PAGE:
What is the Dark Jedi attack? I just learned about it last night at Rafal and Corey’s excellent talk here at CCC. Folllowing a S3 sleep, the system restarts with the FLOCKDN register that we discussed earlier and all the other BIOS protection registers unlocked. This means that the Option ROM can arrange for arbitrary code can be run in PEI before anything is locked, allowing trivial rewrites to the flash. Thunderbolt Option ROMs can do all this without having to mess around with SCAP files and signatures or anything.

If Apple revised their hardware to include Trusted Boot hardware again — they used to have TPM chips, but never used them and removed them in more recent models, they could at least detect this sort of error. It’s not perfect, as we can tell from all of the presentations into circumventing the various forms of secure boot, but it is a good first step.

Logitech looking to mobile peripherals for growth » WSJ

John Revill:

The company, whose PC mouse devices could be found on desks the world over in the first wave of the IT revolution, is now focusing on accessories for mobile devices and gaming in an effort to reignite double-digit growth, chief executive Bracken Darrell said.

Logitech will also soon release a low-cost video device for collaboration between individuals or small groups.

The company also has a string of research projects which are working on “logical but surprising” new areas of digital technology which tap into key trends including mobile, although Mr. Darrell declined to give further details.

Possibly the most engaging thing about this piece is how the WSJ struggles with the plural of mouse (as in, the computer accessory). A front-page headline called them “mouses”. In the story, it hands off to “mouse devices”. Can’t we just say “mice”?

Consumer Monitor Study » Iowa State University department of Kinesiology

It tested a number of fitness trackers to see how they fared in assessing peoples’ exercise after some sedentary time (rather like your average office person):

Four of the monitors produced error rates between 15 and 18% (BodyMedia Core, Fitbit Flex, Jawbone Up24 and Nike Fuelband SE). The two most accurate monitors were the BodyMedia Core followed by the Fitbit Flex in second. This was the same pattern observed in the previously published paper. The overall error rates were lower in the original study (~12-16% for the top monitors) but the BodyMedia Core and the Fitbit Flex were similarly ranked as the two most accurate monitors.

ApplePay in browser by summer 2015 » Starpoint Blog

Tom Noyes:

Today ApplePay is limited to in-App purchase and at the POS (using NFC). Per my blog last week, mCommerce is one of the fastest growing trends in the industry right now. Apple will be extending the “touch ID” payment experience to all Safari browsers (with merchant support). Contrary to the poor POS/NFC uptake.. this will be a MASSIVE SUCCESS!!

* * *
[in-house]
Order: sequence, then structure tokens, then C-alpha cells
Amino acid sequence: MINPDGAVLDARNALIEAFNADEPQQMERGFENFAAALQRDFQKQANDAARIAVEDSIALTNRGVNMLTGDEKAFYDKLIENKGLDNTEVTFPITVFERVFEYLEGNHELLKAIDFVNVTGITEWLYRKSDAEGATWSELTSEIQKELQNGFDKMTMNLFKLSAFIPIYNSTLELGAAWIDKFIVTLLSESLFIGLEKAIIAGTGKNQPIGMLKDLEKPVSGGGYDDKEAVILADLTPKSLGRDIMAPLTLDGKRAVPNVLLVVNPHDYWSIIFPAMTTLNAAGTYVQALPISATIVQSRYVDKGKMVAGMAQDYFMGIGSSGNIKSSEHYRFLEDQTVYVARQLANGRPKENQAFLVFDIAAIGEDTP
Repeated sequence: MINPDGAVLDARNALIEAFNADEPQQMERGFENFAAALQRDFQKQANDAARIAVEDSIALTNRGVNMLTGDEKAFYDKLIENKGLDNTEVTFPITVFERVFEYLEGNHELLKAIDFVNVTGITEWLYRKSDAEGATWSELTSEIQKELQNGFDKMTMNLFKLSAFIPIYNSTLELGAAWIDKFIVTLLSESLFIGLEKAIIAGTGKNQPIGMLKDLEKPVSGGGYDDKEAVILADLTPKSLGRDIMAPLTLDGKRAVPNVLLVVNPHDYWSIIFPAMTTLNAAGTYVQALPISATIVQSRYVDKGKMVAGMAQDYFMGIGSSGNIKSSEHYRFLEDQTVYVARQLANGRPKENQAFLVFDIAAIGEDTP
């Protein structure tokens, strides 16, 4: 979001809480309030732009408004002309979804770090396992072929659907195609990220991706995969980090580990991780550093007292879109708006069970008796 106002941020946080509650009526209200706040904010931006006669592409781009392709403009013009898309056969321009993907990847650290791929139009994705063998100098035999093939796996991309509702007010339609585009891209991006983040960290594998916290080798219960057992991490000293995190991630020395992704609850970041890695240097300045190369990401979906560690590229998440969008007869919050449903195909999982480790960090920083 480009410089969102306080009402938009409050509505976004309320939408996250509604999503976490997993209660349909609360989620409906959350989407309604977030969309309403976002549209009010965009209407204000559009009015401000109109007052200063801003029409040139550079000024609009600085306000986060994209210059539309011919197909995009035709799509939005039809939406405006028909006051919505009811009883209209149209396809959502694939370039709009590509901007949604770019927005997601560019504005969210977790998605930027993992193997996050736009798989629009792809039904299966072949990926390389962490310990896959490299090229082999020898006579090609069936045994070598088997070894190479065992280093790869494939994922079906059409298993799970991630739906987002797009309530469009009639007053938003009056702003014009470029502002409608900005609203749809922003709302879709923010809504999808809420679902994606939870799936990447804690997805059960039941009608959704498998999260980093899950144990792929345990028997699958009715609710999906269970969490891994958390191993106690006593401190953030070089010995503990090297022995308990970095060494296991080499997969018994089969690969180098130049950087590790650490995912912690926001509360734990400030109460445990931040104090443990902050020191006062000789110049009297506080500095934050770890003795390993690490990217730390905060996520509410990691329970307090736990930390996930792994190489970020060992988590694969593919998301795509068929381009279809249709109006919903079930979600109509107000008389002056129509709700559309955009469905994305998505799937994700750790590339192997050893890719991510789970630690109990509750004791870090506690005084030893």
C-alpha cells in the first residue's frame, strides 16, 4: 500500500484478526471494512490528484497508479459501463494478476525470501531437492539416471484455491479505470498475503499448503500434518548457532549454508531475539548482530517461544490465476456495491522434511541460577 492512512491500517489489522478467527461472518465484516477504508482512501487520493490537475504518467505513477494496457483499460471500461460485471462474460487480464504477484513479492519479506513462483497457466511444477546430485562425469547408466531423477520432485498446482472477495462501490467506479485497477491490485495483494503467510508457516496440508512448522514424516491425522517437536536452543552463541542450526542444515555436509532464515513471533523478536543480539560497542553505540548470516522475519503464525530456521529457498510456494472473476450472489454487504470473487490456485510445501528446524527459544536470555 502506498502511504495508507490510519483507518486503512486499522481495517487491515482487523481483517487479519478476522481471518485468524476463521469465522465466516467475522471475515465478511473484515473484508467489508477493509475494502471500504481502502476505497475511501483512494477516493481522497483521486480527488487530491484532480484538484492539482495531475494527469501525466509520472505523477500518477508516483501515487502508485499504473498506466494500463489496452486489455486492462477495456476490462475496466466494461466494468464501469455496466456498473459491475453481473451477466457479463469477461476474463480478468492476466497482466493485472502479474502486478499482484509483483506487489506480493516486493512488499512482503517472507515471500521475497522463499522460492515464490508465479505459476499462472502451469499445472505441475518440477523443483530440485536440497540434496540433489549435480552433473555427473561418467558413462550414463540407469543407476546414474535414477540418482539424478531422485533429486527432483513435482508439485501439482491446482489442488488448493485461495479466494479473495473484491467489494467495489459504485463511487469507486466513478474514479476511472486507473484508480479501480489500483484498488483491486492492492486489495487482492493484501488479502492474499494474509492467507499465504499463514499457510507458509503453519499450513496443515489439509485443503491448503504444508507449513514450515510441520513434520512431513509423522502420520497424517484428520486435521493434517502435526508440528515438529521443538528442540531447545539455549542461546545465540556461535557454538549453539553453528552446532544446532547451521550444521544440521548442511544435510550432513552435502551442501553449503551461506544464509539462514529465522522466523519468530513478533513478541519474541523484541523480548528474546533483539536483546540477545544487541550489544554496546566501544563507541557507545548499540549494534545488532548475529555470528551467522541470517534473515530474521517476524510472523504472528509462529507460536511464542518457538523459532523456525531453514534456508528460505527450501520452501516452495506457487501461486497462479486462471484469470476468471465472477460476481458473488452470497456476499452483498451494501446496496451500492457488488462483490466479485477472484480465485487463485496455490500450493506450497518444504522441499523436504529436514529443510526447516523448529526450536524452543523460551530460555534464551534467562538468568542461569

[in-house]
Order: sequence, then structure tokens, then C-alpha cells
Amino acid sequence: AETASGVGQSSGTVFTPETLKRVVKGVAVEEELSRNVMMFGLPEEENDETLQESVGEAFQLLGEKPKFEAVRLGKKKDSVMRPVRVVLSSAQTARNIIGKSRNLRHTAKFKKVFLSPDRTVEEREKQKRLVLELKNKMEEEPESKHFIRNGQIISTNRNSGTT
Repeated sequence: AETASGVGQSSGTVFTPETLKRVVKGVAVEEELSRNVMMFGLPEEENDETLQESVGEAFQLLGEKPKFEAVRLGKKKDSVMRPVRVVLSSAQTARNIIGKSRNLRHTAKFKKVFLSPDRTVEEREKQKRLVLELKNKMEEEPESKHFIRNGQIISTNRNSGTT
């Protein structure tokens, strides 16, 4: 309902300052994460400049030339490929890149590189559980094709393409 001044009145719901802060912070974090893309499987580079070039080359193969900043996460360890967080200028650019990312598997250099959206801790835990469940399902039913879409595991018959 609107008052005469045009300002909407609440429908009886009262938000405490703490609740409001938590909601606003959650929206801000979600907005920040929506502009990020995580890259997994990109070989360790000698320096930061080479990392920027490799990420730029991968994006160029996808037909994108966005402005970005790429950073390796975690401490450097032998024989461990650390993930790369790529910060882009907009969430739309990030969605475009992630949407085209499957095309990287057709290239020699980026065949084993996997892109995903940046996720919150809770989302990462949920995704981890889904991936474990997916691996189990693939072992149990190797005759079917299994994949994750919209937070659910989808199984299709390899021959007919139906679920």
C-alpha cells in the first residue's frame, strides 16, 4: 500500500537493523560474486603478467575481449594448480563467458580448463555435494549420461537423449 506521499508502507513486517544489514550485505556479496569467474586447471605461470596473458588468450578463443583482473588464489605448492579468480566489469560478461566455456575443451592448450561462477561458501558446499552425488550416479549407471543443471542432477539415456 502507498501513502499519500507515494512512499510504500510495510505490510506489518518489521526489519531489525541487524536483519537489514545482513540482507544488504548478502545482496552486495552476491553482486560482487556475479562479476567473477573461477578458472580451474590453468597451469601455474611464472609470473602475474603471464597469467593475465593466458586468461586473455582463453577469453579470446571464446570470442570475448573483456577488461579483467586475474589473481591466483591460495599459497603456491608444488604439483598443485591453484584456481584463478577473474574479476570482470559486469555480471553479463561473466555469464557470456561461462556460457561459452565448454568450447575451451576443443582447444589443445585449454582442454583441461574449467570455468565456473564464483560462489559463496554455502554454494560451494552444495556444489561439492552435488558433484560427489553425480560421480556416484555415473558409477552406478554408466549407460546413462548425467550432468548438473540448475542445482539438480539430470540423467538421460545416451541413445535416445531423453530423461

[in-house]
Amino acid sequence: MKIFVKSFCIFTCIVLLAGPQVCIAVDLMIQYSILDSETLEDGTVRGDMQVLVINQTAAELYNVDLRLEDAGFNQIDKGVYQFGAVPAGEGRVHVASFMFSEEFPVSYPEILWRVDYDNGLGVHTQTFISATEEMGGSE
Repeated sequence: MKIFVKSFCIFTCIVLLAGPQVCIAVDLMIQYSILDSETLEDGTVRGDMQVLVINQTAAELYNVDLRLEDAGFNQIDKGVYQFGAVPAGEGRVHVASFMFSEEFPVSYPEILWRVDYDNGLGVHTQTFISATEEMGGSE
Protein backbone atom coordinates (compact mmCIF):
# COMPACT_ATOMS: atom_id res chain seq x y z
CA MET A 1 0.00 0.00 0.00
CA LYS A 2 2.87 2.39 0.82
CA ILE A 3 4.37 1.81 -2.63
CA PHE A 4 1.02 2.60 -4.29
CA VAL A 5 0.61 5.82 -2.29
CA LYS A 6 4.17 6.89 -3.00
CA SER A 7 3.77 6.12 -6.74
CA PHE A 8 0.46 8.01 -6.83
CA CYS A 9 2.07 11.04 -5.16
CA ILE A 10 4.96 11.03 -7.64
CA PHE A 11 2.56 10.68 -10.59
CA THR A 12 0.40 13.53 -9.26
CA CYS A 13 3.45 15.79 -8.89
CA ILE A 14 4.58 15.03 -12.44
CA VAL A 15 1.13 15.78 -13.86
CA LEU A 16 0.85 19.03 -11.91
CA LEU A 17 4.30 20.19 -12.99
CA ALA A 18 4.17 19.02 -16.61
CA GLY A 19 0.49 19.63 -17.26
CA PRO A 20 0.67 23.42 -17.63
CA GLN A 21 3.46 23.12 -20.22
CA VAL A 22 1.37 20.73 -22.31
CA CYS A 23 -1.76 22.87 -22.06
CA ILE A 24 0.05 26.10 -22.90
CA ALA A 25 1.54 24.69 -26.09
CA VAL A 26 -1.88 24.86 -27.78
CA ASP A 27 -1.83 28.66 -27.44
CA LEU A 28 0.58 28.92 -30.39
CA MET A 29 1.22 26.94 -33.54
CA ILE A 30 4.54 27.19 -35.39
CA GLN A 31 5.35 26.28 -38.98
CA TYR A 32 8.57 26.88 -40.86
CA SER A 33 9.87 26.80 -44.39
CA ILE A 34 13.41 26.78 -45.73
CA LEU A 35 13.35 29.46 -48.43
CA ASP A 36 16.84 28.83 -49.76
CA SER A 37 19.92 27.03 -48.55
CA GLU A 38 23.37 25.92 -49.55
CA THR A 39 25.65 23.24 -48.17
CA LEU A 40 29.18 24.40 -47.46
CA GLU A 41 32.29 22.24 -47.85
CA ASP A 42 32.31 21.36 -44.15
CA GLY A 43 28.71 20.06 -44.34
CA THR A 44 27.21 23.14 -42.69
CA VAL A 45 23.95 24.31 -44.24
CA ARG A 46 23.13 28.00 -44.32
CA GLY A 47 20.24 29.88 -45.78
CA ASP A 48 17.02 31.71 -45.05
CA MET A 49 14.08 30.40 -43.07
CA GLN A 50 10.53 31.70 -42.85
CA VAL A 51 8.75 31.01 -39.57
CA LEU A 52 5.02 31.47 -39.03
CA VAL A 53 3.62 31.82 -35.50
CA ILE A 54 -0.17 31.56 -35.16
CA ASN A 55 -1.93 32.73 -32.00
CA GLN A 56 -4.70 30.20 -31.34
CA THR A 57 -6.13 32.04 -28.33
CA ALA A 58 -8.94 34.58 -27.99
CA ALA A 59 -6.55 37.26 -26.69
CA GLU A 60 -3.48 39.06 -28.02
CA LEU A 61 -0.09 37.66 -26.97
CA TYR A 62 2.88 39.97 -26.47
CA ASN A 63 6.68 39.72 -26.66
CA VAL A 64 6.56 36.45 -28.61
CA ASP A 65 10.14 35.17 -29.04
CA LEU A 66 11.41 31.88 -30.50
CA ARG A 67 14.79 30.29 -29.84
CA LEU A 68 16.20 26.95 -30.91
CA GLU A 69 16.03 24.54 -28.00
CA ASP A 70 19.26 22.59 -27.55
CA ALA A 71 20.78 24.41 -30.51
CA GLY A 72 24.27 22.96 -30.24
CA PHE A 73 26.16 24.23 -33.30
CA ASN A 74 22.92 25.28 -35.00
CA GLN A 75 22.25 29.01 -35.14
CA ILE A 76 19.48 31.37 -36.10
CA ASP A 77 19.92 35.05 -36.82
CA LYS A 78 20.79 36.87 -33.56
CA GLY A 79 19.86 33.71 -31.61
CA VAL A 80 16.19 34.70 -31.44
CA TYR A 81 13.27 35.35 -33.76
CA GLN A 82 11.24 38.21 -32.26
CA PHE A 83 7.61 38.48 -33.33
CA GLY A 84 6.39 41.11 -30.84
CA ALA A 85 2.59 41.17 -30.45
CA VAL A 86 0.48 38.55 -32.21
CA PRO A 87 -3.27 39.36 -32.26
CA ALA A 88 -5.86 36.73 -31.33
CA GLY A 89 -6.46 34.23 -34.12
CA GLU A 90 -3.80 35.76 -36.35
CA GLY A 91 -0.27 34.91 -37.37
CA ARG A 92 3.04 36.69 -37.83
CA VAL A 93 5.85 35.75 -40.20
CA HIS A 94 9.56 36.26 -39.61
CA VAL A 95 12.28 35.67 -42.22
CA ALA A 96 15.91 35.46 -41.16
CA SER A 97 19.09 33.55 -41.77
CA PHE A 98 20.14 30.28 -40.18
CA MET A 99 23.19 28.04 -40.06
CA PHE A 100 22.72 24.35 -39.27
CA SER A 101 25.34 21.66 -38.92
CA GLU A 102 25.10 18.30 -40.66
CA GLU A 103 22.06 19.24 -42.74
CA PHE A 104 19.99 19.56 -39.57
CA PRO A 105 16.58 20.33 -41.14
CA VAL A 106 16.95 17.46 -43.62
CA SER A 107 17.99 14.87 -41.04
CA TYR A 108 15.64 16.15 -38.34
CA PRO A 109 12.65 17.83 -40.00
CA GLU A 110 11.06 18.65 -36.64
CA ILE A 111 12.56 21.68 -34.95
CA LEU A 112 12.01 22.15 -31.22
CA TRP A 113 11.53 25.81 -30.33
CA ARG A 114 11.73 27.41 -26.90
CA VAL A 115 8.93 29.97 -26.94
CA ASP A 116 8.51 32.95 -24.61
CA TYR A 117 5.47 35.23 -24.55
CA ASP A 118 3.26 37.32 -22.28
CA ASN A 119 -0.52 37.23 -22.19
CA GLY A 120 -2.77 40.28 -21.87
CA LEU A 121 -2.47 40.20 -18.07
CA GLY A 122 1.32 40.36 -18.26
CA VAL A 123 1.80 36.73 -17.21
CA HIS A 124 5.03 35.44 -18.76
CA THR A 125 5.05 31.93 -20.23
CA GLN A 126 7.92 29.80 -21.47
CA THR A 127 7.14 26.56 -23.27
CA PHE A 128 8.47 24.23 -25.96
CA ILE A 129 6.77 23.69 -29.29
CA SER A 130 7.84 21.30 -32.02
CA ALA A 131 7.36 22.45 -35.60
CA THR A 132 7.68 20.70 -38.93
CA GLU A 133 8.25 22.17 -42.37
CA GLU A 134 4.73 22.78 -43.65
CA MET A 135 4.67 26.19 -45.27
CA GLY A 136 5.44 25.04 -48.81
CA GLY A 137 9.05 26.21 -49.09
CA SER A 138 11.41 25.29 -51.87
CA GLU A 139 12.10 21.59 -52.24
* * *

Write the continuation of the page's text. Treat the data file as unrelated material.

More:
Pre-requisite/Set Up

1) Merchant implements new ApplePay API that looks for supporting browser/device. Similar to what Google Checkout, Stripe, Braintree have done for accepting a token in lieu of card and cardholder data
2) There is likely some other device/browser information going to merchant (like ApplePay plug-in on browser)
3) Consumer has at least one touch ID compliant device (iphone 5s or 6)

User case 1 – ApplePay on MacBook – Easiest one to explain

1) Consumer Checks Out
2) Merchant checkout page finds supporting device/plug-in and displays “pay with Applepay”
3) Consumer selects pay with Apple Pay
4) Consumer’s iPhone 6 comes up with Touch ID prompt (Touch ID to complete purchase with Merchant X). Side note somehow Apple Keychain management is involved in exchange between devices
5) Merchant receives token(s) for user ID and for card. User ID token is resolved through Apple service, Token is routed as current token is today.

In case you’re wondering who Tom Noyes is, he’s the guy who in April 2014 was telling the world (which wasn’t listening) that Apple would introduce a contactless payment system in the iPhone 6. So worth listening to.

Samsung, LG, Panasonic bent on competing against Android TV » Digitimes Research

Tom Lo:

Observing major LCD TV brand vendors’ strategies for 2015, Google’s Android TV has become the official platform for Sony’s and Sharp’s smart TVs, but vendors such as Samsung Electronics, LG Electronics and Panasonic are still resisting Android, and bent on using their in-house developed platforms to carve out their own territories in the market.

During their pre-show press conferences for CES 2015, Sony and Sharp have respectively noted that Android TV will be fully adopted into their mid-range and high-end product lines in 2015, a strong advance for Google as its previous-generation Google TV platform was only available in Sony and LG Electronics’ entry-level TVs.

Their move also indicates that the two Japan-based TV vendors, whose market shares have been declining in the past few years, have formed a strategic alliance over their smart TV platform’s development, which is expected to help strengthen the Android TV camp.

This is the point about Android TV. Its backers (so far) are struggling players: Sony’s TV division is spun off from the main company, and Sharp has been hurting for years and only recently returned to profit. Samsung and LG have about 40% share of smart TVs, and when you add in Panasonic, it’s up to 50% or so. Sony and Sharp aren’t the big players.